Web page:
In einer eMail vom 02.02.2010 20:30:20 Westeuropäische Normalzeit schreibt

There  are a number of criteria by which we can categorize  architectural
approaches.  Many are not binary yes|no but rather  dimensions -- lines
between two extreme cases, with a particular approach  lying somewhere
along that line.  If you're going to categorize  different approaches you
have to start somewhere, and CES/CEE is as good a  criterion as any as
long as you don't treat it as alpha and omega.   It's just one criterion,
you have to consider others as well, and it's not  perfectly binary.

I enlisted 12 magnificent capabilities/characteristics/accomplishments of  
They can as well be considered as critiques to all other proposals. You may 
 consider each other proposal and ask yourself to which extent each of the  
12 criterions are being matched.
I don't think that the CES/CEE differentiation gets us any  further.What we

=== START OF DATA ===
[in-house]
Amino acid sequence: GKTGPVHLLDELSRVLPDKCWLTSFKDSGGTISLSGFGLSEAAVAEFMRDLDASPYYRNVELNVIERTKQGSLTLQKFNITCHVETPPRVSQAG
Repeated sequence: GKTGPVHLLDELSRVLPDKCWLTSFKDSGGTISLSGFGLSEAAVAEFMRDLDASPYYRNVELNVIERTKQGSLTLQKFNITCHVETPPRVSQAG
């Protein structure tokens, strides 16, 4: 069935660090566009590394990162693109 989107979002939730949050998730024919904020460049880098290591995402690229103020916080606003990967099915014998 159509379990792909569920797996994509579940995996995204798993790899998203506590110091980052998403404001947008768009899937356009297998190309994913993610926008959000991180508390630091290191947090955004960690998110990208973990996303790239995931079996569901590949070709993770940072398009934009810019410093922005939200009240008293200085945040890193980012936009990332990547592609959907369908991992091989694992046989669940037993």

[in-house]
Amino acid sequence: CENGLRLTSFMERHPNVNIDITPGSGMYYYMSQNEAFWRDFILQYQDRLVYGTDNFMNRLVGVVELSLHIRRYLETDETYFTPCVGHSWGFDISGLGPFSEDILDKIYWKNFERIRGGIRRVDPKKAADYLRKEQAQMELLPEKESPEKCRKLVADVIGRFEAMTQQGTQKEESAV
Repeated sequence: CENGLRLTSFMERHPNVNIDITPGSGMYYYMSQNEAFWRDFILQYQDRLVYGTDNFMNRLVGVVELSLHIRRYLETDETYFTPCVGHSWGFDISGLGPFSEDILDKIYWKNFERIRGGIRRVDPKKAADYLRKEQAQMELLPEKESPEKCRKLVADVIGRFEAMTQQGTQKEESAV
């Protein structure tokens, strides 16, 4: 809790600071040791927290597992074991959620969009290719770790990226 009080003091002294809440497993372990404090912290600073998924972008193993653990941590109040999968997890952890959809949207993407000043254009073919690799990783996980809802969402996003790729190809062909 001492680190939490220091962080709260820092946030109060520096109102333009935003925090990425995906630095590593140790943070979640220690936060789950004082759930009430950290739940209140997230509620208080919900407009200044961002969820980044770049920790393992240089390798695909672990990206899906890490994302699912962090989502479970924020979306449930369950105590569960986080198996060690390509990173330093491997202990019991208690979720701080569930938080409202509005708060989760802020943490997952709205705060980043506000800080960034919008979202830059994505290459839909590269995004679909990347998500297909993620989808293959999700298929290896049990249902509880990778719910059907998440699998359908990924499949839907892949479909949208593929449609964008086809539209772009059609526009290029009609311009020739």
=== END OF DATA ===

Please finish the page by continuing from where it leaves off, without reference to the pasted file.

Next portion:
should really care is a powerful networking layer.Which enables  powerful 
capabilities. Which can be extended,  later on, eventually, from  source host 
to destination host (both becoming topological nodes, without  resurrection 
of the scalability issue). Yes, later on, and not in a  first step.
I will not forget the IBM commercials where truckers found themselves lost  
in the desert and one  of them suggested "let's ask our loaded goods to  
find out where we are". For some people this may look funny. For the network  
layer, this is a disaster. And I do mean the internet network layer hereby 
for  sure. Scalability is only one aspect ( I know already the conclusion wrt 
 all submitted proposals: More NAT ). But there are further aspects and 
more  ambitious goals.
Like: IP-broadcasting the opening ceremony of the next or overnext olympic  
games to millions of IP- destinations.Like: geo-location sensitive MIP,  
We shouldn't go for peanuts.
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